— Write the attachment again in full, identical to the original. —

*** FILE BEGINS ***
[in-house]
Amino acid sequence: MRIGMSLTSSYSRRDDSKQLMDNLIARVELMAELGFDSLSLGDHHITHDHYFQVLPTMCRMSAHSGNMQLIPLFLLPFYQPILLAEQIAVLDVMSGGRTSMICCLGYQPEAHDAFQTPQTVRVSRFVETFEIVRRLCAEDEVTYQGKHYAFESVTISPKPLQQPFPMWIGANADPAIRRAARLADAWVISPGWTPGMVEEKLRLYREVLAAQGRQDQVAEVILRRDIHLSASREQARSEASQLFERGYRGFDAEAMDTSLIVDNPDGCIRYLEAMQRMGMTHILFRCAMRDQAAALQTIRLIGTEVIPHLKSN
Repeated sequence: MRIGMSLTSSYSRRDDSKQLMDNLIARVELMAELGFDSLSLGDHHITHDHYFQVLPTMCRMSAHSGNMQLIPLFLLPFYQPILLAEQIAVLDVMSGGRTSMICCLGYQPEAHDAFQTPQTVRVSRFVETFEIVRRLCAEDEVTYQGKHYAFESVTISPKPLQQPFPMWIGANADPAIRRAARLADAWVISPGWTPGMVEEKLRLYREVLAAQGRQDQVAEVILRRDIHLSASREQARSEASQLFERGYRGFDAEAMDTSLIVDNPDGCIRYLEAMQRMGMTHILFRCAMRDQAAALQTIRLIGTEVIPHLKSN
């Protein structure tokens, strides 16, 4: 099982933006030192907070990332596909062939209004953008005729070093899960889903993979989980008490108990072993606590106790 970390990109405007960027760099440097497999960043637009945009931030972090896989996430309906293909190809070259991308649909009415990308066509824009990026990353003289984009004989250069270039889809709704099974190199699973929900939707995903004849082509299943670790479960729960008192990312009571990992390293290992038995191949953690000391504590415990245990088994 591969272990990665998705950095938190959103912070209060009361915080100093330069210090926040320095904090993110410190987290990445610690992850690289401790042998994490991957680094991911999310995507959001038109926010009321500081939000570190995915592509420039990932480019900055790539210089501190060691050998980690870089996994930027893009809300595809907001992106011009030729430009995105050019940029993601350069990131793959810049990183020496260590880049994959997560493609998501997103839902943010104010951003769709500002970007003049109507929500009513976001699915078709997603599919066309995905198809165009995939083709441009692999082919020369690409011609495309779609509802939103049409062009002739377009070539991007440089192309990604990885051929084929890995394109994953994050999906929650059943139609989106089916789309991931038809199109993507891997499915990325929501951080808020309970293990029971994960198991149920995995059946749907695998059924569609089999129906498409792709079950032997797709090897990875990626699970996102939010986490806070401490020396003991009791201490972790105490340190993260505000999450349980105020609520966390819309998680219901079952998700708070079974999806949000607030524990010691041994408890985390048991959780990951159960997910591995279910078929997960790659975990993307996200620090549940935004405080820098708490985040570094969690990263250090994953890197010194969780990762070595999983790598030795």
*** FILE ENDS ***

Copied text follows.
[in-house]
Amino acid sequence: MRIGMSLTSSYSRRDDSKQLMDNLIARVELMAELGFDSLSLGDHHITHDHYFQVLPTMCRMSAHSGNMQLIPLFLLPFYQPILLAEQIAVLDVMSGGRTSMICCLGYQPEAHDAFQTPQTVRVSRFVETFEIVRRLCAEDEVTYQGKHYAFESVTISPKPLQQPFPMWIGANADPAIRRAARLADAWVISPGWTPGMVEEKLRLYREVLAAQGRQDQVAEVILRRDIHLSASREQARSEASQLFERGYRGFDAEAMDTSLIVDNPDGCIRYLEAMQRMGMTHILFRCAMRDQAAALQTIRLIGTEVIPHLKSN
Repeated sequence: MRIGMSLTSSYSRRDDSKQLMDNLIARVELMAELGFDSLSLGDHHITHDHYFQVLPTMCRMSAHSGNMQLIPLFLLPFYQPILLAEQIAVLDVMSGGRTSMICCLGYQPEAHDAFQTPQTVRVSRFVETFEIVRRLCAEDEVTYQGKHYAFESVTISPKPLQQPFPMWIGANADPAIRRAARLADAWVISPGWTPGMVEEKLRLYREVLAAQGRQDQVAEVILRRDIHLSASREQARSEASQLFERGYRGFDAEAMDTSLIVDNPDGCIRYLEAMQRMGMTHILFRCAMRDQAAALQTIRLIGTEVIPHLKSN
């Protein structure tokens, strides 16, 4: 099982933006030192907070990332596909062939209004953008005729070093899960889903993979989980008490108990072993606590106790 970390990109405007960027760099440097497999960043637009945009931030972090896989996430309906293909190809070259991308649909009415990308066509824009990026990353003289984009004989250069270039889809709704099974190199699973929900939707995903004849082509299943670790479960729960008192990312009571990992390293290992038995191949953690000391504590415990245990088994 591969272990990665998705950095938190959103912070209060009361915080100093330069210090926040320095904090993110410190987290990445610690992850690289401790042998994490991957680094991911999310995507959001038109926010009321500081939000570190995915592509420039990932480019900055790539210089501190060691050998980690870089996994930027893009809300595809907001992106011009030729430009995105050019940029993601350069990131793959810049990183020496260590880049994959997560493609998501997103839902943010104010951003769709500002970007003049109507929500009513976001699915078709997603599919066309995905198809165009995939083709441009692999082919020369690409011609495309779609509802939103049409062009002739377009070539991007440089192309990604990885051929084929890995394109994953994050999906929650059943139609989106089916789309991931038809199109993507891997499915990325929501951080808020309970293990029971994960198991149920995995059946749907695998059924569609089999129906498409792709079950032997797709090897990875990626699970996102939010986490806070401490020396003991009791201490972790105490340190993260505000999450349980105020609520966390819309998680219901079952998700708070079974999806949000607030524990010691041994408890985390048991959780990951159960997910591995279910078929997960790659975990993307996200620090549940935004405080820098708490985040570094969690990263250090994953890197010194969780990762070595999983790598030795």